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CINEMA: Now Read the Book

3 minute read
Leon Jaroff

Several days after a victim contracts the virus, his eyes turn red and his head begins to ache. Red spots appear on his skin and, spreading quickly, become a rash of tiny blisters, and then the flesh rips. Blood begins to flow from every one of his body’s orifices. The victim coughs up black vomit, sloughing off parts of his tongue, throat and windpipe. His organs fill with blood and fail. He suffers seizures, splattering virus-saturated blood that can infect anyone nearby. Within a few days the victim dies, and as the virus destroys his remaining cells, much of his tissue actually liquefies.

Filmmakers may try, but no movie will match the real-life horror described in Richard Preston’s The Hot Zone (Random House; 302 pages; $23). The book, due in stores later this month, is an expanded version of the New Yorker article that sent Hollywood scrambling.

Writing with great flair, Preston introduces his readers to the terrors of the filovirus, a family of threadlike viruses found in the rain-forest regions of Central Africa. He describes a 1976 outbreak that spread through villages near the Ebola River in Zaire, killing as many as 90% of those infected. This so-called Ebola Zaire virus is the deadliest of the filoviruses, but its Ebola Sudan and Marburg kin, while not as deadly, cause equally horrible symptoms.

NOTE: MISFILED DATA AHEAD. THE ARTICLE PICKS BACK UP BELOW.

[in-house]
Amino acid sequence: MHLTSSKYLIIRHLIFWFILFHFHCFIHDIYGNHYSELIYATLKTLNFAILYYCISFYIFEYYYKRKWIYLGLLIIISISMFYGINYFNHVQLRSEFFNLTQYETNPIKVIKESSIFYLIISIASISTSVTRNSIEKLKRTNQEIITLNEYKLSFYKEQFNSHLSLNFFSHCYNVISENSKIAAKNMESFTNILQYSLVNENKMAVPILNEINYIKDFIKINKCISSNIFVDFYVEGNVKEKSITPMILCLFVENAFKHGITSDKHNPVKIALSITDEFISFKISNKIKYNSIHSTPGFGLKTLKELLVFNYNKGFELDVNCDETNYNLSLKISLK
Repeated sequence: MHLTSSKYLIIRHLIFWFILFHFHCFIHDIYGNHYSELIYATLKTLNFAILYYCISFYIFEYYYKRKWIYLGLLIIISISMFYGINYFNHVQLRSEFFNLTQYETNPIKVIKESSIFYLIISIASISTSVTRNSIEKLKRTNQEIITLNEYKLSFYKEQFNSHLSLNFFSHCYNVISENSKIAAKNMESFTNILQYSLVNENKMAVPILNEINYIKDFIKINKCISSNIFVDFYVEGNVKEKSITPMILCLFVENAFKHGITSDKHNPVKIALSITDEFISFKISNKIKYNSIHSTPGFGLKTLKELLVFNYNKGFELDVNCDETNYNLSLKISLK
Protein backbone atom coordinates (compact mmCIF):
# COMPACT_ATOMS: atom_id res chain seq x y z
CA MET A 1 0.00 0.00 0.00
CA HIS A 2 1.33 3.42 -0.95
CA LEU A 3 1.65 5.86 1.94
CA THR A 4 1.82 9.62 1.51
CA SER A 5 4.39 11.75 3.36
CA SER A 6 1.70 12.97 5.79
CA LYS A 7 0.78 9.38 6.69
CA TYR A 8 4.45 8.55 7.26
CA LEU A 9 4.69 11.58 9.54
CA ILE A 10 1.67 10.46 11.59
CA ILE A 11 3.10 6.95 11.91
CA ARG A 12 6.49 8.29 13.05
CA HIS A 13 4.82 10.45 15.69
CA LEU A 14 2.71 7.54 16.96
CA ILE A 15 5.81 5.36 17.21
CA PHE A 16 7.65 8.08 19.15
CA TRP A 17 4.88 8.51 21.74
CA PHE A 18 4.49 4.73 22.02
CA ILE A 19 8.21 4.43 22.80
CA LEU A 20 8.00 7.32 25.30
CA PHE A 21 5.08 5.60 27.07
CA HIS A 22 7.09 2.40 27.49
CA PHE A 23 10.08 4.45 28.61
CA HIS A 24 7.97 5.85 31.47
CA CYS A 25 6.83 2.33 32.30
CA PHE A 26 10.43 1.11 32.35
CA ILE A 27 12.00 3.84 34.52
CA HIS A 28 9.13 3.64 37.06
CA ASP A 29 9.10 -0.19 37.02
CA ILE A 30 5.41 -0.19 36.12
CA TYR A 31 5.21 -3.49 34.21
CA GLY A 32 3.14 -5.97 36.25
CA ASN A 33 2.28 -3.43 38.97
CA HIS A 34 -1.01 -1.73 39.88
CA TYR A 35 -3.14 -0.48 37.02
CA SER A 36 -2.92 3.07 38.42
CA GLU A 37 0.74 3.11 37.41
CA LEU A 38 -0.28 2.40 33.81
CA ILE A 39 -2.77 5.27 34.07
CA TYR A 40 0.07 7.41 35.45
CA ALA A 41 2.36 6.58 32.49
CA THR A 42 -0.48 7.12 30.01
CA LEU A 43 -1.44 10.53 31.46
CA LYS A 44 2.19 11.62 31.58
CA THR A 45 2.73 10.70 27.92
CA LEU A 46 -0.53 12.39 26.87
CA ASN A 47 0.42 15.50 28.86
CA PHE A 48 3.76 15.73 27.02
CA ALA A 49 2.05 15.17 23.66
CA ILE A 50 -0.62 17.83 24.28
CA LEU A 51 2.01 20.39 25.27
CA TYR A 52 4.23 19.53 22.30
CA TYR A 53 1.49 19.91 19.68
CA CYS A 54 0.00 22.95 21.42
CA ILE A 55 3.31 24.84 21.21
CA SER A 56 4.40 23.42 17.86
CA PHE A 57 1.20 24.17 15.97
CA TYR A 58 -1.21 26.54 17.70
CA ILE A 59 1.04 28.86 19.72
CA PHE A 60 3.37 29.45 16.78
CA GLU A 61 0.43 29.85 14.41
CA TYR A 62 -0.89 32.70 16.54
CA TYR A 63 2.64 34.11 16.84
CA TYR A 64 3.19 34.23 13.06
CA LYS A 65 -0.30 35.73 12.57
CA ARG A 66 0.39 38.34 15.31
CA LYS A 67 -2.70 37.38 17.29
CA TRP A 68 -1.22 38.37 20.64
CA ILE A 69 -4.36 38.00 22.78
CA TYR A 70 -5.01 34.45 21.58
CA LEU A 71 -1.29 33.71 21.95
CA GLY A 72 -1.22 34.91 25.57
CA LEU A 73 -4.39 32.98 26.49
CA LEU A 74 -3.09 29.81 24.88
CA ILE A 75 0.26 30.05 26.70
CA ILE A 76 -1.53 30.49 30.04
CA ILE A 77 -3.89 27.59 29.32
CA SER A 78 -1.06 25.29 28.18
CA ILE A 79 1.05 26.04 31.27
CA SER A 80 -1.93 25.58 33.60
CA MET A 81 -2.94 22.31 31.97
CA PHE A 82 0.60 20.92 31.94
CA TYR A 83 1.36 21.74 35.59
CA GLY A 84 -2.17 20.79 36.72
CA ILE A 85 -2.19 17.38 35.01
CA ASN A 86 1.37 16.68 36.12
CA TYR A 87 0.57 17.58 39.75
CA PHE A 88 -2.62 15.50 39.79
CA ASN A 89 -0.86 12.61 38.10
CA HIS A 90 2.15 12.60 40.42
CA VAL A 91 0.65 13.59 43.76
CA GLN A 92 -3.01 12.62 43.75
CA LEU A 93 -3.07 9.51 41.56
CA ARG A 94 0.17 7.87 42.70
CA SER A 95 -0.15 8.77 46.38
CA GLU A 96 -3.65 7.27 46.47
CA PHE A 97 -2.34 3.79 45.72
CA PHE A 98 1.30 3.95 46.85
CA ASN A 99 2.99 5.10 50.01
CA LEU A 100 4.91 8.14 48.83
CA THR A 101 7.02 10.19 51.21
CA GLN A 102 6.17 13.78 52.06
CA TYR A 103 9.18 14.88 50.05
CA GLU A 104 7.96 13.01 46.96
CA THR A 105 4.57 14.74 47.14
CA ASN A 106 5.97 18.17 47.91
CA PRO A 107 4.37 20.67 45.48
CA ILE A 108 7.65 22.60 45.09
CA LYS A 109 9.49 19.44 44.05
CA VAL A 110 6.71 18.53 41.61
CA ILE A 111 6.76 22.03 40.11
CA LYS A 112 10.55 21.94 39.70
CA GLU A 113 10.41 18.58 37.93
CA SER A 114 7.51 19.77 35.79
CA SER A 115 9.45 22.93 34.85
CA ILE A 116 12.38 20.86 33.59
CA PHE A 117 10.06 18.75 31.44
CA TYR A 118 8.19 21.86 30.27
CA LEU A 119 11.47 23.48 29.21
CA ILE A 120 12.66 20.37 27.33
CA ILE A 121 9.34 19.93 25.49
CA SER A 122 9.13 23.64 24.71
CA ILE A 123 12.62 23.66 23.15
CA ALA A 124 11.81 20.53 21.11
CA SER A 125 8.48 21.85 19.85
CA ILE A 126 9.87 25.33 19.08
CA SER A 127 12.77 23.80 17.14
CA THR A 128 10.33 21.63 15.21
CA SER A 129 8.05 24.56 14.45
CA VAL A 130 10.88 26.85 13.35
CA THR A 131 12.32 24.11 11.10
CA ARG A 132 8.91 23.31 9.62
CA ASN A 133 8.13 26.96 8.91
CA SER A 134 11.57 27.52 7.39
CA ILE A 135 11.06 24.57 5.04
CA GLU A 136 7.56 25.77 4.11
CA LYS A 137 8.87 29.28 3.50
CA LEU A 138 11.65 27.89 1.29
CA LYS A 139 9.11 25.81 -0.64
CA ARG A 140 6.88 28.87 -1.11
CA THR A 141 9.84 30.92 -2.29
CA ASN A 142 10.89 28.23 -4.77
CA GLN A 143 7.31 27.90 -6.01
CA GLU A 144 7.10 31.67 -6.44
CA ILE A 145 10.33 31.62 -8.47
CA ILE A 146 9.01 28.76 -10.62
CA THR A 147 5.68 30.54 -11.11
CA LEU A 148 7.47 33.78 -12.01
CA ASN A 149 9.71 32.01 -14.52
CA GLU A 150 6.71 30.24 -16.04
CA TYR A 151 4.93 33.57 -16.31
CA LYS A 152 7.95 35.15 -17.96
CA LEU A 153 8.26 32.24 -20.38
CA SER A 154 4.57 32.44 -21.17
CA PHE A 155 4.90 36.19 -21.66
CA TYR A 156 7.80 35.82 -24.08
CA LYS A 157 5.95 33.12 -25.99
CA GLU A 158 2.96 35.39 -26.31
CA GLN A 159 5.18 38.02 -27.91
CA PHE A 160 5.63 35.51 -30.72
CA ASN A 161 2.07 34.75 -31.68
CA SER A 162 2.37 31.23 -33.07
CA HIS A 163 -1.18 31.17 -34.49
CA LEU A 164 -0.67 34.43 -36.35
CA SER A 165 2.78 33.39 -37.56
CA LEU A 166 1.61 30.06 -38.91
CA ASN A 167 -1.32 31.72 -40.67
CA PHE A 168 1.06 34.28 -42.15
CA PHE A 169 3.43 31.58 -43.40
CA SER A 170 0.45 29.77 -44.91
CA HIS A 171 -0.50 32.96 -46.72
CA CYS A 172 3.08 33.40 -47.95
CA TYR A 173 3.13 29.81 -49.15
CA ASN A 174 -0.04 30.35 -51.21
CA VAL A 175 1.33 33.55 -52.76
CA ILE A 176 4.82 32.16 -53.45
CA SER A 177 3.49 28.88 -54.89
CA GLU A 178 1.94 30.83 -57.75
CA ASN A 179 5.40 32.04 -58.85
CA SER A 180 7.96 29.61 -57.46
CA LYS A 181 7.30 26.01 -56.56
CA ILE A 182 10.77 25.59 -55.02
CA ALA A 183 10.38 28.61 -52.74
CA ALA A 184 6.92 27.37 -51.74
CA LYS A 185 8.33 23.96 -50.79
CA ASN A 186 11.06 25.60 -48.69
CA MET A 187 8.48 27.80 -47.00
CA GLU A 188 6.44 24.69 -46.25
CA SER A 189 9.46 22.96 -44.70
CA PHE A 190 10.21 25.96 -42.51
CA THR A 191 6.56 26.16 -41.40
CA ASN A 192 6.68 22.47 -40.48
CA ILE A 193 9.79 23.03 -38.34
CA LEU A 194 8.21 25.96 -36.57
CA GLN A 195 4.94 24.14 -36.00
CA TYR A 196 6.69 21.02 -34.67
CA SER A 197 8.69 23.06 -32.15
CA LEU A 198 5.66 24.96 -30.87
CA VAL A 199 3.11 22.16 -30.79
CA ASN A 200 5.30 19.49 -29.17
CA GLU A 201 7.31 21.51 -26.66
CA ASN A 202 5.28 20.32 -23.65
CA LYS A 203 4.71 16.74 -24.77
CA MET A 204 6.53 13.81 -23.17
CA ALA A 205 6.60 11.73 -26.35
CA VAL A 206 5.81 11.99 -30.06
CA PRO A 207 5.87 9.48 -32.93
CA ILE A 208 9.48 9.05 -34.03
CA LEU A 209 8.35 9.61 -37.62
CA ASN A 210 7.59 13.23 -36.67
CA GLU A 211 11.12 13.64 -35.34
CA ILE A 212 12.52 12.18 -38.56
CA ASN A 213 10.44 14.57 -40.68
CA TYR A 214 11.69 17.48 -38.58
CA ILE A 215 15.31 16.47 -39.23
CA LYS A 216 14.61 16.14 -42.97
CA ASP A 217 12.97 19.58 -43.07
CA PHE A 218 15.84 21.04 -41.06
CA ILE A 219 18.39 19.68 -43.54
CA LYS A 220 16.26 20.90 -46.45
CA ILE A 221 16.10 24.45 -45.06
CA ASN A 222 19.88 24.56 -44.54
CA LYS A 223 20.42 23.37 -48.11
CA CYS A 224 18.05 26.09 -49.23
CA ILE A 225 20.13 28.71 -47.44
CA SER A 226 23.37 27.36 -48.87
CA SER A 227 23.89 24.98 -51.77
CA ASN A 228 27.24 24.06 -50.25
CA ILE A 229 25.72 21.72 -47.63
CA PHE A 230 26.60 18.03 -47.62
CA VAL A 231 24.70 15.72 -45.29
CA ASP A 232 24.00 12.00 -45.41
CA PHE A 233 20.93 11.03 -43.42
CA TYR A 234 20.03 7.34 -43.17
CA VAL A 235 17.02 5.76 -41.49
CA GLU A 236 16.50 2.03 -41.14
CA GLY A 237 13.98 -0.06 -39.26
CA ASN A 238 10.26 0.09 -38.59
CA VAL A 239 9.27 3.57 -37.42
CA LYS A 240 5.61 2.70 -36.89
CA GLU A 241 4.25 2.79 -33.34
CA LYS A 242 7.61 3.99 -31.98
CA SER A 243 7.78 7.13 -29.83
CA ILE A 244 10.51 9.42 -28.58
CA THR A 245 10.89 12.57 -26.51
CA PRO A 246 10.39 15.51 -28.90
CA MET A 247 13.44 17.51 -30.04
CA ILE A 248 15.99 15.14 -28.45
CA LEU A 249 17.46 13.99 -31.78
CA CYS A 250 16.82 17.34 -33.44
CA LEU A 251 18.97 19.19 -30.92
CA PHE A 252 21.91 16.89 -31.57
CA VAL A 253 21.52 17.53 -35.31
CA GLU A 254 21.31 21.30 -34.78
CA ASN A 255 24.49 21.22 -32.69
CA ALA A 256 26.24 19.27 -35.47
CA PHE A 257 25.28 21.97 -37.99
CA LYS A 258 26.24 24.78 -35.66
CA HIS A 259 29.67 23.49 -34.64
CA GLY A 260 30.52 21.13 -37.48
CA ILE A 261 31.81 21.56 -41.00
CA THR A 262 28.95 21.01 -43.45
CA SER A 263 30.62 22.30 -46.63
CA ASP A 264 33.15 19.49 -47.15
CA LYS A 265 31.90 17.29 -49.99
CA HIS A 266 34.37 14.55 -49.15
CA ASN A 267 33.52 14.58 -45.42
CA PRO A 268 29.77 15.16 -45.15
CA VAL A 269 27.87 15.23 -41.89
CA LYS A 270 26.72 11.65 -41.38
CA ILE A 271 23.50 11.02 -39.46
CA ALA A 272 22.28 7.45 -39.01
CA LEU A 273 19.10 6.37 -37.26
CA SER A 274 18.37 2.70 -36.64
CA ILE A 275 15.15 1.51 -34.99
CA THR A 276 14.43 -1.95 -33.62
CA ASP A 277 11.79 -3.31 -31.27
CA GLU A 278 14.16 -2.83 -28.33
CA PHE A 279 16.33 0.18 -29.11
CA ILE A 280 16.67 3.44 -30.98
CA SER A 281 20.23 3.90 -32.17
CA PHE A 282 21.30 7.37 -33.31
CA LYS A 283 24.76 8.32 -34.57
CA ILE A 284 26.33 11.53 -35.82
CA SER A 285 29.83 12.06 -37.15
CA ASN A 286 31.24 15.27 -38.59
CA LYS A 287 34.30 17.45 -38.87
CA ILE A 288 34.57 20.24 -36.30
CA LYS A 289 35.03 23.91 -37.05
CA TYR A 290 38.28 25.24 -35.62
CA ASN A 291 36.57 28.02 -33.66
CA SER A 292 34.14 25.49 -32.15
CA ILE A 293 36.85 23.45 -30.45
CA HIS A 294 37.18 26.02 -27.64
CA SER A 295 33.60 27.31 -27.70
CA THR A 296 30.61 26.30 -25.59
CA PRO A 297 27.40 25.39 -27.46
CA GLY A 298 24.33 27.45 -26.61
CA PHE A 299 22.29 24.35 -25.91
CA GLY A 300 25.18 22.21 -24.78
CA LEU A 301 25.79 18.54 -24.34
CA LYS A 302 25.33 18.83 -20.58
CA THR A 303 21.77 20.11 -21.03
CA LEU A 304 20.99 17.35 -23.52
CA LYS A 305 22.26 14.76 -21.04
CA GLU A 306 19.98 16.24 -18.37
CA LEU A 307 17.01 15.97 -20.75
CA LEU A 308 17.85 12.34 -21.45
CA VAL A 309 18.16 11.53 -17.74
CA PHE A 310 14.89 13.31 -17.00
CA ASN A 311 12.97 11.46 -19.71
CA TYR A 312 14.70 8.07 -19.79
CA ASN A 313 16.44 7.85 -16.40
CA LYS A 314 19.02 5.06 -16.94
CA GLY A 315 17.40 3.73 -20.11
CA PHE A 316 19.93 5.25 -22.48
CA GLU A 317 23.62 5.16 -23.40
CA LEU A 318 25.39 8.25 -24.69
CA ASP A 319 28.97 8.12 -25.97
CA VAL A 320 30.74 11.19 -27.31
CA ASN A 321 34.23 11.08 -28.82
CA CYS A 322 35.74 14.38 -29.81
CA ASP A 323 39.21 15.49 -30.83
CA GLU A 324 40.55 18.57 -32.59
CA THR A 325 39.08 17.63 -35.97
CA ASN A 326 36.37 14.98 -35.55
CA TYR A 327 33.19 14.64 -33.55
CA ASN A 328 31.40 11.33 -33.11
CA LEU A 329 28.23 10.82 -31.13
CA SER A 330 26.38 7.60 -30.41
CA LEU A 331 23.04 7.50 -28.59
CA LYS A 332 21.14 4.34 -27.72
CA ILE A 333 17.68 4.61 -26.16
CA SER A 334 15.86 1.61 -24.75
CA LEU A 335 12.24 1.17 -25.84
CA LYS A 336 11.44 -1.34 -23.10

Such dangerous viruses may seem a distant mencace, but as a Yale researcher learned last week, accidents can happen. The Hot Zone details a 1989 Ebola crisis that occurred not in the forests of Afreica but in Reston, Virginia, only 15 miles from Washington. It all started at the Reston Primate Quarantine Unit, run by a company that imports and sells monkeys for use in research laboratories. When an unusual number of deaths were recorded among a shipment of monkeys that had recently arrived from the Philippines, tissue samples were sent to a U.S. Army research center.

There a technician identified the strands as either Ebola Zaire or something very close to it. Even more alarming, an incident at the Reston building seemed to confirm that this virus, unlike the African one, could be transmitted through the air. Franctic phone calls were made to Virginia health authorities and to the Centers for Disease Control in Atlanta. The Reston building was, in Army parlance, a “hot zone,” an area that contained lethal, infectious organisms. An Army team, wearing space suits, killed the 450 surviving monkeys by lethal injection, and the cadavers were place in plastic bags for disposal. Before the building was boarded up, the Army sterilized every square inch of the interior. Dcotors monitored employees and Army ( personnel who had been exposed to monkey blood. Eventually it became appparent that the Ebola Zaire strain at Reston was harmless to humans. Yet the virus is considered to be a continuing menace. “A tiny change in its genetic code,” Preston writes, “and it might zoom through the human race.”

In his view, the worst is yet to come. As the world’s population continues to grow, he writes, and human settlements and activity intrude farther into the rain forests, previously unknown viruses like HIV, Lassa, the filovirus and others are emerging to wreak their toll. In a rather mystical but ominous conclusion, Preston warns that “the rain forest has its own defenses…The earth’s immune system, so to speak, is starting to kick in…The earth is attempting to rid itself of an infection by the human parasite. Perhaps AIDS is the first step in a natural process of clearance.”

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